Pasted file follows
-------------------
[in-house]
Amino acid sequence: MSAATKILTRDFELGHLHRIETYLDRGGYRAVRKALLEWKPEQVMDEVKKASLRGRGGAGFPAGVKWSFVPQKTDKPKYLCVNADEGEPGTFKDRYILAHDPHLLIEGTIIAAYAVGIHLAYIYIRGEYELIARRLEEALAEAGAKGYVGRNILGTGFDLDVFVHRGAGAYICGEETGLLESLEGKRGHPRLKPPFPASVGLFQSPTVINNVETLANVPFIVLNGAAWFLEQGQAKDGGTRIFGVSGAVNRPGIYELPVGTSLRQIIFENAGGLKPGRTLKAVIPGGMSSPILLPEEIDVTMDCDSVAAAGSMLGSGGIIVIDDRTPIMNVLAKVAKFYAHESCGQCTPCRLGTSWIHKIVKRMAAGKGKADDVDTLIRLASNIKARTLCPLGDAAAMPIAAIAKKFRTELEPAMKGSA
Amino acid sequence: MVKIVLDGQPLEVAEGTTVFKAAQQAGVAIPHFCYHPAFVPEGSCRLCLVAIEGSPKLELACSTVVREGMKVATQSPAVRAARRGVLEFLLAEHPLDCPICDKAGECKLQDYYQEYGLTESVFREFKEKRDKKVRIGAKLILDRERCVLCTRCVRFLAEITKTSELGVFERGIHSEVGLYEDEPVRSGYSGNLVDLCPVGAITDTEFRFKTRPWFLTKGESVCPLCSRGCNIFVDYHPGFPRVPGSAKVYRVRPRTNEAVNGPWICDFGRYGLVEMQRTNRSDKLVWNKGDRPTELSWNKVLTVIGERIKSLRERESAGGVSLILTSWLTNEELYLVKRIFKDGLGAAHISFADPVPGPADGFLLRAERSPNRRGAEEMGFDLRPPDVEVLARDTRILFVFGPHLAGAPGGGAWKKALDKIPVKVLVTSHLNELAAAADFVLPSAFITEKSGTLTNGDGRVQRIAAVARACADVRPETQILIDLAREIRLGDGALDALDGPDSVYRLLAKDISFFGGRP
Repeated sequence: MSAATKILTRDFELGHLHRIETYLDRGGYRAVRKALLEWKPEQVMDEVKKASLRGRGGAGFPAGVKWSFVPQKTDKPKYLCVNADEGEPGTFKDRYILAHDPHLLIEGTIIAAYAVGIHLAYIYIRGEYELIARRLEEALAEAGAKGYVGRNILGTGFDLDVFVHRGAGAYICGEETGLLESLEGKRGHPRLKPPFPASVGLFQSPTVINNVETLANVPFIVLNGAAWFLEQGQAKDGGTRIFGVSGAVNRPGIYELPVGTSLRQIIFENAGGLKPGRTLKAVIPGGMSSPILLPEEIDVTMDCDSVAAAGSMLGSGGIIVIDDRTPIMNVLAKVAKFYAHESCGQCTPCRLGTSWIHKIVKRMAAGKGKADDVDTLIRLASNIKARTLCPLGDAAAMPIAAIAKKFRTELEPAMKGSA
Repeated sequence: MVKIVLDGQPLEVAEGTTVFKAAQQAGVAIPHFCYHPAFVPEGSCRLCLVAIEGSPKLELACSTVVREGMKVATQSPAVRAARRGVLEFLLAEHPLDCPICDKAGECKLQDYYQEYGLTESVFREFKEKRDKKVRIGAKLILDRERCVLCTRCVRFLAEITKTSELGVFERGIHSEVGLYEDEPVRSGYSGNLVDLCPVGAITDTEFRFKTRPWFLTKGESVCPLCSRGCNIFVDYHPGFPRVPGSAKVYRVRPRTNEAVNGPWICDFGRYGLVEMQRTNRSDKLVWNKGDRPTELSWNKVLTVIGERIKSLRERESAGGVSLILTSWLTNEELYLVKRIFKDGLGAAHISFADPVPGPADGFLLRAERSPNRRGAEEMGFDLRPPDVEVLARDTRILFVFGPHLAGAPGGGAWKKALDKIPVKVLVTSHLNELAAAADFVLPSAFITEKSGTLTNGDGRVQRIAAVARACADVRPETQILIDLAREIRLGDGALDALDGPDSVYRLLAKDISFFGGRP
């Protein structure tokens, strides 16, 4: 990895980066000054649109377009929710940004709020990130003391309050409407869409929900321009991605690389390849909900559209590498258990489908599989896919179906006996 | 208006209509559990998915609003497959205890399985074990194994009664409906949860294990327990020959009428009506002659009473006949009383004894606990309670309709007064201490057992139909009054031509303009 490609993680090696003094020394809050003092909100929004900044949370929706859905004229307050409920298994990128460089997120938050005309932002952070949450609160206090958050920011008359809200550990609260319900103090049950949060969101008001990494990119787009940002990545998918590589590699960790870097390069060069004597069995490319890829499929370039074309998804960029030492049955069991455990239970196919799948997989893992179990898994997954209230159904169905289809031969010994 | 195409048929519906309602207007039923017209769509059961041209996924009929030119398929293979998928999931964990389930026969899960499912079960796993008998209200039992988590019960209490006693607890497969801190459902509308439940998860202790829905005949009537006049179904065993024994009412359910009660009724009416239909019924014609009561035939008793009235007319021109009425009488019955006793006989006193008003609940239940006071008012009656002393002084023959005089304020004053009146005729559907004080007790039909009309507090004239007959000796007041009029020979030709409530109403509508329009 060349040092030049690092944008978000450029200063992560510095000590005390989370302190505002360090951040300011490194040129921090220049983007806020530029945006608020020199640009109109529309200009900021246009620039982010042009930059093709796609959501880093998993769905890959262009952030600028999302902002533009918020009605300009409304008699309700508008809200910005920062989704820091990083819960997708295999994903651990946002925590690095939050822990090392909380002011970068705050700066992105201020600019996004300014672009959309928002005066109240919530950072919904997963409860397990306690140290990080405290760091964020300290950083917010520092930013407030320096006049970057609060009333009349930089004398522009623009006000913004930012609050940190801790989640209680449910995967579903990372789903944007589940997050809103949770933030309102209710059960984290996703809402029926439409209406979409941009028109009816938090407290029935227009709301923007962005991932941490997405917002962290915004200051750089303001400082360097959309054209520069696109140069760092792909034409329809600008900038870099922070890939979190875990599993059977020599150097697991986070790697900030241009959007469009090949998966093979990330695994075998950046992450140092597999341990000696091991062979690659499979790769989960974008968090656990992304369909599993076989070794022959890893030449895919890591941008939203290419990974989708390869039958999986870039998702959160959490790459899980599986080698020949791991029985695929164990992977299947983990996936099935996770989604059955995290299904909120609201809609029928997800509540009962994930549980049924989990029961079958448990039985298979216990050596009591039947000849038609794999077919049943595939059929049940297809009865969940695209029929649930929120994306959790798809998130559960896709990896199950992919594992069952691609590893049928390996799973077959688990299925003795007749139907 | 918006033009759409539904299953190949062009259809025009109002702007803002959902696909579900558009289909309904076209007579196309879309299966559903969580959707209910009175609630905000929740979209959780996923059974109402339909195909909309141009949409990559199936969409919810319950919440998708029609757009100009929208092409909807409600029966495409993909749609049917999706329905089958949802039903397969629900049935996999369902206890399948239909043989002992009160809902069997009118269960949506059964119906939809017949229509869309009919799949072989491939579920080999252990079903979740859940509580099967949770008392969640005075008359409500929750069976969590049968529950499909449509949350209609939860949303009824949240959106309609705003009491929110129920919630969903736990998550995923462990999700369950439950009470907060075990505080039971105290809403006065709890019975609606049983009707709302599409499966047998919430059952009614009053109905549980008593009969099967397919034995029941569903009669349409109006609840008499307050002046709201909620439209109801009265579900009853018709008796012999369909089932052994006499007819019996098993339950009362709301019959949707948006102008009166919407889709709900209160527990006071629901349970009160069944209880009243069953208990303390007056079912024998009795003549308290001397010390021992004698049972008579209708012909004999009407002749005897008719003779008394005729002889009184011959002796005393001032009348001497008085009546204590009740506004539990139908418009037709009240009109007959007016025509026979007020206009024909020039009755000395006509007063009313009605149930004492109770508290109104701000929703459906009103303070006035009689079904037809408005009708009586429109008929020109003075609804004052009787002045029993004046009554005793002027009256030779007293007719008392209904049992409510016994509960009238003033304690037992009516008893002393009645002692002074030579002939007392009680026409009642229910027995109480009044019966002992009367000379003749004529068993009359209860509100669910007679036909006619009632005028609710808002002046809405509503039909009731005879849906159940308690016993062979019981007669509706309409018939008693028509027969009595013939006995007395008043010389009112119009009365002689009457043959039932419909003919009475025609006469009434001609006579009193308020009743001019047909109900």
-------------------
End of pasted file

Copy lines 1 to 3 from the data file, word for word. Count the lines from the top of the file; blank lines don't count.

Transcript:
[in-house]
Amino acid sequence: MSAATKILTRDFELGHLHRIETYLDRGGYRAVRKALLEWKPEQVMDEVKKASLRGRGGAGFPAGVKWSFVPQKTDKPKYLCVNADEGEPGTFKDRYILAHDPHLLIEGTIIAAYAVGIHLAYIYIRGEYELIARRLEEALAEAGAKGYVGRNILGTGFDLDVFVHRGAGAYICGEETGLLESLEGKRGHPRLKPPFPASVGLFQSPTVINNVETLANVPFIVLNGAAWFLEQGQAKDGGTRIFGVSGAVNRPGIYELPVGTSLRQIIFENAGGLKPGRTLKAVIPGGMSSPILLPEEIDVTMDCDSVAAAGSMLGSGGIIVIDDRTPIMNVLAKVAKFYAHESCGQCTPCRLGTSWIHKIVKRMAAGKGKADDVDTLIRLASNIKARTLCPLGDAAAMPIAAIAKKFRTELEPAMKGSA
Amino acid sequence: MVKIVLDGQPLEVAEGTTVFKAAQQAGVAIPHFCYHPAFVPEGSCRLCLVAIEGSPKLELACSTVVREGMKVATQSPAVRAARRGVLEFLLAEHPLDCPICDKAGECKLQDYYQEYGLTESVFREFKEKRDKKVRIGAKLILDRERCVLCTRCVRFLAEITKTSELGVFERGIHSEVGLYEDEPVRSGYSGNLVDLCPVGAITDTEFRFKTRPWFLTKGESVCPLCSRGCNIFVDYHPGFPRVPGSAKVYRVRPRTNEAVNGPWICDFGRYGLVEMQRTNRSDKLVWNKGDRPTELSWNKVLTVIGERIKSLRERESAGGVSLILTSWLTNEELYLVKRIFKDGLGAAHISFADPVPGPADGFLLRAERSPNRRGAEEMGFDLRPPDVEVLARDTRILFVFGPHLAGAPGGGAWKKALDKIPVKVLVTSHLNELAAAADFVLPSAFITEKSGTLTNGDGRVQRIAAVARACADVRPETQILIDLAREIRLGDGALDALDGPDSVYRLLAKDISFFGGRP